Paul Patrzalek’s house in La Mesa is impossible to miss: Outside in the front yard sits a 10,000-pound truck with a camper shell that looks — and sounds — not unlike a tank. It’s beige in color, adorned with the Mercedes logo. The cab is bright white, and the whole thing sits a good few feet off the ground. It looks utterly out of place in this quiet neighborhood, a hulking machine set down amidst the sedans and minivans.
This monster is a Unimog, a 1975 Mercedes behemoth that sits in Patrzalek’s driveway, dwarfing the surf-style ’60s wagon beside it and his one-story, peachy-white house.
In the Unimog sits Patrzalek, who has climbed aboard to start it. The vehicle rumbles to life, shaking with the effort, sound filling the street. Patrzalek revs the engine and the ground trembles. A grin stretches across his bearded face, eyes shielded by sunglasses and a military-style black cap. He says something inaudible, motor growling, words swallowed. He tries again, shouting over the din.
“Soon this will run on vegetable oil!”
That, he says, is the plan; when he gets the special conversion kit he needs, Patrzalek will make the necessary modifications to the Unimog that will allow it to run on what is known as “waste vegetable oil” or “straight vegetable oil,” which he collects from restaurants around the city. It’s called “greasel” in the grease-car community, not to be confused with “biodiesel,” which is veggie oil that has been chemically modified.
Over the past year, Patrzalek’s pet project of turning diesel vehicles into what have been termed “veggie cars” has evolved into a business — albeit a slow one. While most of the conversions have been done on-site at his clients’ homes, some he does in a larger workspace in Lakeside and in his La Mesa garage, which is crammed full of bikes, bike parts, car parts, and surfboards. Music blasts from a stereo hanging above Patrzalek’s workstation, a wooden table at the back of the garage covered in tools and debris.
The idea for converting cars first came to Patrzalek five years ago, but he didn’t get going on it until last year, after having seen Al Gore’s An Inconvenient Truth.
“I was watching [it] with a friend of mine, and I looked over and I said, ‘I’m out. I give myself a month to do the research, find a veggie car kit, or I’m going to quit driving altogether,’” he says, sitting at his desk at Adams Avenue Bicycles, where he also works as, in his words, a “parts guy.”
“With that kind of incentive,” he says, “[it] got me really quick to figure something out.”
After purchasing his conversion kit from Lovecraft.com, at that time the only online kit vendor that sold the one-fuel-tank system he was after, Patrzalek got himself an ancient Benz and began the installation process. The story is, as Patrzalek tells it, half determination and half kismet.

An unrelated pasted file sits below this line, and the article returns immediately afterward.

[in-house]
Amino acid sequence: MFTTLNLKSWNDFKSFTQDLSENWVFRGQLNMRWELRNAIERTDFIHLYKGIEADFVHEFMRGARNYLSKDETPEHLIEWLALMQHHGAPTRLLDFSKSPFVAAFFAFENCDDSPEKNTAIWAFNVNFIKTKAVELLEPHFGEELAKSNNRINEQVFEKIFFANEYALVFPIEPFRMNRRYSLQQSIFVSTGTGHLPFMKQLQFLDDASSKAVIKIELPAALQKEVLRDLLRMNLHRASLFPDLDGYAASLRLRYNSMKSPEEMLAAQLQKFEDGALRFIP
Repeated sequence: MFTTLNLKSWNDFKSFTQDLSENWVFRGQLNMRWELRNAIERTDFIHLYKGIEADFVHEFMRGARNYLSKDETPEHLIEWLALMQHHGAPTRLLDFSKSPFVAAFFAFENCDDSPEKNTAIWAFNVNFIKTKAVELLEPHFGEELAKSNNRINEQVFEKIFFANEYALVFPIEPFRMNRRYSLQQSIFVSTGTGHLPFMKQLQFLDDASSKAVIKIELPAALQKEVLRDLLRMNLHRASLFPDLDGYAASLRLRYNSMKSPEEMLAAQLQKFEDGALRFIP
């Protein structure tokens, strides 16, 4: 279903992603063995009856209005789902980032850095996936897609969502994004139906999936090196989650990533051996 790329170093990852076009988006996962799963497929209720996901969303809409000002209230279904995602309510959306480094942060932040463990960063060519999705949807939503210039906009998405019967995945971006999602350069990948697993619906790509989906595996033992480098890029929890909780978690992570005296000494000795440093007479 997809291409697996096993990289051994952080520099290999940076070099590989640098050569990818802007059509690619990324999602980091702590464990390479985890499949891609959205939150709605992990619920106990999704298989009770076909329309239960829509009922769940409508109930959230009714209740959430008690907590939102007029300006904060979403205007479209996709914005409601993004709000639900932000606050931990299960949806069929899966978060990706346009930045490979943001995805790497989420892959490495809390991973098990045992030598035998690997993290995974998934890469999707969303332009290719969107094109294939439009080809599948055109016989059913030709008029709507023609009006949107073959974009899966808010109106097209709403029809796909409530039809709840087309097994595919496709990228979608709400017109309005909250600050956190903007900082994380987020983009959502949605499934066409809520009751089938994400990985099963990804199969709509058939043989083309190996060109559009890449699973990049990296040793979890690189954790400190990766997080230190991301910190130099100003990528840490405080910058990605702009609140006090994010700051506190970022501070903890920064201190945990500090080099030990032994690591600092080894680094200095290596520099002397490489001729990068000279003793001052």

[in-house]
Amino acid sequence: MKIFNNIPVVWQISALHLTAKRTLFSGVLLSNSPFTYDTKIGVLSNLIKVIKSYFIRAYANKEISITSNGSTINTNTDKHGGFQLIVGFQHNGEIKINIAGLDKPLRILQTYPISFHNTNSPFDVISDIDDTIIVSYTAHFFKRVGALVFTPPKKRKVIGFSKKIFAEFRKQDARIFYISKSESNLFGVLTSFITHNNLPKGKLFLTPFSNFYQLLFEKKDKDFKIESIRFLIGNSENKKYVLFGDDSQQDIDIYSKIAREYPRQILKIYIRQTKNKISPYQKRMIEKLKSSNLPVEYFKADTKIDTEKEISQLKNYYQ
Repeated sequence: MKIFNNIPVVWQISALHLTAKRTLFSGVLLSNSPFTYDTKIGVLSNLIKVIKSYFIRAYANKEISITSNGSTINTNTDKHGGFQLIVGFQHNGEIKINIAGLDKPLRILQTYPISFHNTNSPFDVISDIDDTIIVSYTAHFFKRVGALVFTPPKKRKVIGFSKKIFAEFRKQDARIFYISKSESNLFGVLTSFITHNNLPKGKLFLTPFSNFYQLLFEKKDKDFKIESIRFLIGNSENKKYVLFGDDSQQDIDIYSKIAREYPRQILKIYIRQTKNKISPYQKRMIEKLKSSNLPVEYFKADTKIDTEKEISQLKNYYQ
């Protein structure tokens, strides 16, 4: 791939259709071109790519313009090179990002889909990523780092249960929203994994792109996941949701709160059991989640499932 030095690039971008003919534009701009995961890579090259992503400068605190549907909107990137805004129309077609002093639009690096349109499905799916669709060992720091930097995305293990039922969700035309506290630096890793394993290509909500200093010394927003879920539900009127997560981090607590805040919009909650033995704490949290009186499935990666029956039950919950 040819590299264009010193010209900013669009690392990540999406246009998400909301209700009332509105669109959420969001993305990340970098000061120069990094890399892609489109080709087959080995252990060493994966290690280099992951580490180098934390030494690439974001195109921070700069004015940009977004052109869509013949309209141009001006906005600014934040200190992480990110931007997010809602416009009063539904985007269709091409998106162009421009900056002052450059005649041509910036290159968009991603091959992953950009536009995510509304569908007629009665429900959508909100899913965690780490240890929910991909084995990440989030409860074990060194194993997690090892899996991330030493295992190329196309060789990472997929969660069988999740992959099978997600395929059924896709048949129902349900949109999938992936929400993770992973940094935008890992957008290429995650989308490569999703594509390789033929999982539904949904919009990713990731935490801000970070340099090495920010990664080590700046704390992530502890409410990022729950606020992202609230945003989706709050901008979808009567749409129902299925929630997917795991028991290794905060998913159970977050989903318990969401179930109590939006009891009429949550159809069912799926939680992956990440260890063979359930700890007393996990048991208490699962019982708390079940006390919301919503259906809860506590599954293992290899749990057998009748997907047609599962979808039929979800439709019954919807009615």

“It’s really funny, my buddy has a used bicycle shop and he just gets weird stuff,” he explains. “And out of the blue, I just call him up and I say, ‘Hey, Dave, do you have an old Mercedes you want to sell?’ And he says, ‘Yeah, I do.’ And the thing is so beat up when I got it that I barely got it home. I said, ‘Oh my God, what have I done?’ But then I finally got the kit from Lovecraft and threw it in, and I was just totally stoked.”
Another local grease-car driver is Joe Connor, a San Diego sportswriter who launched the Green Power Sports Tour, a tour of ballparks around the U.S. that he conducted in “the Green Machine,” a bright green Mercedes sedan that runs on straight vegetable oil. The tour, sponsored by several major companies including Autotrader.com and MapQuest, was completed in December 2007. Connor plans to embark on another beginning this August.
His decision to convert to vegetable oil was not financial, he says, but ideological.
“If America prides itself on innovation, I didn’t see any innovation in our energy policy,” Connor, who is currently in Central America, writes via email. “Therefore, I felt it important to make a statement.
“If I can do it, you can do it,” he continues.
That seems to be the prevailing theory behind grease cars: doing it yourself. According to Patrzalek, who has worked on vintage cars since his childhood, the kit works right out of the box. Both he and Connor haven’t looked back.
“The conversion is basically just hillbilly engineering at its finest,” Patrzalek says, popping the hood on a candy-apple red Mercedes wagon.
He explains the conversion process, which can only be made to diesel-powered vehicles. It appears technically daunting but, Patrzalek claims, can be done by anybody who is “a bit mechanically inclined.” The first step, he says, is to install a heated filter for the oil. The second is to take out the stock fuel filter and put in a heat transfer unit, a duel chamber that runs both fuel and coolant into the engine. Then, as Patrzalek explains, a special fuel pump must go in and hook into the coolant line so that the heated oil and the coolant can both travel to the motor. After hooking up all the necessary hoses, the job should be finished.
While many websites and other sources claim that in order to heat the oil, veggie cars must be started and stopped on diesel or biodiesel — a vegetable-oil-based fuel that includes several harmful chemicals — Patrzalek says he hasn’t had any problems.
“There’s always people telling me, ‘Oh, you have to start it and stop it on diesel’ and all that. And in our climate it’s not necessary,” he says. “For almost anywhere you don’t need to. You just need to mix kerosene or some kind of thinner with your oil to get it started in subzero weather.”
Melanie Zauscher, a third-year mechanical-engineering graduate student and founder of University of San Diego’s Biofuel Action and Awareness Network, says this depends on the system of the car, the oil used, and the weather.